"This will boost the employment rate in the countryside.
"We are looking at poverty alleviation by equipping farmers with additional skills and increasing job opportunities in the countryside."
- Sheng can be contacted on WeChat – her company's ID is zjkrxwl
"Without infrastructure ... people are incredibly limited in how they can advance"
For Rachel Zelon, working in countries across the world has shown the potential for making a real difference to the lives of disadvantaged men, women, and children. But organizations like hers are often working against the system when they do not have the commitment from national leaders to support anti-poverty efforts. Because without structures to support healthcare, transport and education, local efforts are often doomed to underperform on their potential.
"Some of the countries that were most successful in eradicating hunger – ok, hunger is a little different from poverty, obviously – there was tremendous investment in the agricultural sector within those countries.
"Countries like China and Vietnam really advanced tremendously. Why? Because they had buy-in at the very, very highest levels of government.
"What we find on the local level when we work every day, if you will, in the trenches, is that if we don't have certain infrastructure in place, if there are no educational facilities, if there are no healthcare facilities, if there are not good public works and roads and access to electricity, and in today's world, access to technology, people are incredibly limited in how they can advance."
"Women are more prone to poverty"
Li Xiaoyun has dedicated his career to researching ways out of the poverty trap as one of the most well-respected authorities on the subject in China.
However, his work has gone far beyond just study. In the field, he has led projects to put into effect the economic opportunities he has discovered.
One such project is in Hebian village in Yunnan province, where farmers have been encouraged to supplement and balance their incomes with earnings from hosting urban tourists.
The village has attracted business conferences and events, bringing additional opportunities to market local produce on top of the benefits of hosting visitors.
Li says in planning the project he has focused on ensuring that efforts to empower women do not backfire by placing further burdens on them.
"One particular challenge that arises along the way is that programs that intend to empower women usually end up always generating additional workload for women.
"If we cannot solve this challenge, poverty cannot be eliminated since women are more prone to poverty."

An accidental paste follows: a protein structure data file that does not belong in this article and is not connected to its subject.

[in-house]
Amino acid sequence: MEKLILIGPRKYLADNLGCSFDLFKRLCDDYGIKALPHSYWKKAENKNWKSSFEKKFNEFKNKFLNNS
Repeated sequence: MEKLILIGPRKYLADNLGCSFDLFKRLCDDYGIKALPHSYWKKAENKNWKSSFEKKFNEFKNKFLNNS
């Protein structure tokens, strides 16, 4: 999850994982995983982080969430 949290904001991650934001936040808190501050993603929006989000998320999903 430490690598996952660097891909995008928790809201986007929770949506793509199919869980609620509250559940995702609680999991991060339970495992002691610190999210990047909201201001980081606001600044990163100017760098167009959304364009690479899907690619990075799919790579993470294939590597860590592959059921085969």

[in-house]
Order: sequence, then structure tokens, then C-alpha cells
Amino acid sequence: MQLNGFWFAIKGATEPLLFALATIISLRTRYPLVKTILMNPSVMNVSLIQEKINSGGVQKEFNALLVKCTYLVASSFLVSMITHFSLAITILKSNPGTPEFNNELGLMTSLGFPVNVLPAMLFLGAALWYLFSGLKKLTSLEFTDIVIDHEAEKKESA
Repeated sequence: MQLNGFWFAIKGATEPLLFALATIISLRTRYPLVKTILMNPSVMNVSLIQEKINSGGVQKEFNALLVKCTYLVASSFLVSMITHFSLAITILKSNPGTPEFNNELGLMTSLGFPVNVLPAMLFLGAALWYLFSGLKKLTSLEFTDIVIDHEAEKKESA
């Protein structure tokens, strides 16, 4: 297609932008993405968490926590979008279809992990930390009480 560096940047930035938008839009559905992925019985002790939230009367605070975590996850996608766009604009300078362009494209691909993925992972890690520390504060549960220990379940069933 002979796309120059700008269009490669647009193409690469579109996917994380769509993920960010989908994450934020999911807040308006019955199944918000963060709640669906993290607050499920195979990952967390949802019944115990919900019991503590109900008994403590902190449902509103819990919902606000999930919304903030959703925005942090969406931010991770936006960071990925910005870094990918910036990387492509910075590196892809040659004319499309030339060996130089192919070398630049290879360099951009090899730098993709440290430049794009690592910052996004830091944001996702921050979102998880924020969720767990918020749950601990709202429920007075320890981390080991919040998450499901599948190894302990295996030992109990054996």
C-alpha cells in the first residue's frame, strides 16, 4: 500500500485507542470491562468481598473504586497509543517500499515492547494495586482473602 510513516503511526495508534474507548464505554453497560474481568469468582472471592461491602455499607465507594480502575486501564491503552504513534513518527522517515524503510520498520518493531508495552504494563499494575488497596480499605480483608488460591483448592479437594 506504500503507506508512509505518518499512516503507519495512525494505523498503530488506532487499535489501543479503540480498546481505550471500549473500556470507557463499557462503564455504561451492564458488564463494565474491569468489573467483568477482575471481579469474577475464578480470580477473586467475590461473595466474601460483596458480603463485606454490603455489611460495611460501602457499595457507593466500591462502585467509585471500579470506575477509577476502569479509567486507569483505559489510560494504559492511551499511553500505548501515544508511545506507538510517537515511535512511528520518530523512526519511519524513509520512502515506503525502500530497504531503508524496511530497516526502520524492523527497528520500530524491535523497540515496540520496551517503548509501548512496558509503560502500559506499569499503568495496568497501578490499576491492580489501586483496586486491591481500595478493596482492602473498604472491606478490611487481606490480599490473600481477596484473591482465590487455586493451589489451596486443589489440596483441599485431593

"This guy wanted to be a Yahoo Boy"
It was a question to her school class that revealed to Aramide Kayode the scale of the challenge that became the focus of her fight against poverty.
Her project offers teaching to students whose parents would not otherwise have been able to afford to send them to school.
When she asked what careers her pupils hoped to follow, alongside answers including "tire repairer," "hairdresser" and "tailor," came "Yahoo Boy" (cybercriminal).
"All the people who became successful in his environment were doing it by stealing from other people off the internet. And he thought that was the next big thing to do.
"And so I designed a mentorship program, bringing in people who have also grown up in low-income communities to speak to my kids on how they've been able to grow beyond their background.
"And after the second month of this program, this same guy came to meet me and said: ‘Miss Aramide, I do not want to be Yahoo Boy again.’
"That means he doesn't want to get involved in cybercrime anymore. And he said to me ‘I like to cut people's hair. I like to barb hair and I'm going to learn how to barb hair.’"
"Solidarity, not charity"
The problem is not that the world does not have enough food, it is that too often, it does not always reach the mouths of those who need it most.
In Serbia, Solidarity Kitchen set out to find solutions. However, as Ema Stepanovic explains, the group is passionate that the answer is not to be found in charity, but in solidarity.
Therefore, Solidarity Kitchen tries to involve as many volunteers as possible to collect, fund, prepare and distribute meals, while eschewing large donations from the rich, corporations and non-governmental organizations.
"At the end of the day, charitable giving lets the rich decide what will be funded and what won't, which is a decision that we are supposed to make together as a society through taxing and spending.
"And this is a fundamentally undemocratic practice."
For example, when local farmers found themselves stuck with a glut of potatoes, the group stepped in to ensure the producers were paid for their harvest and that it did not go to waste.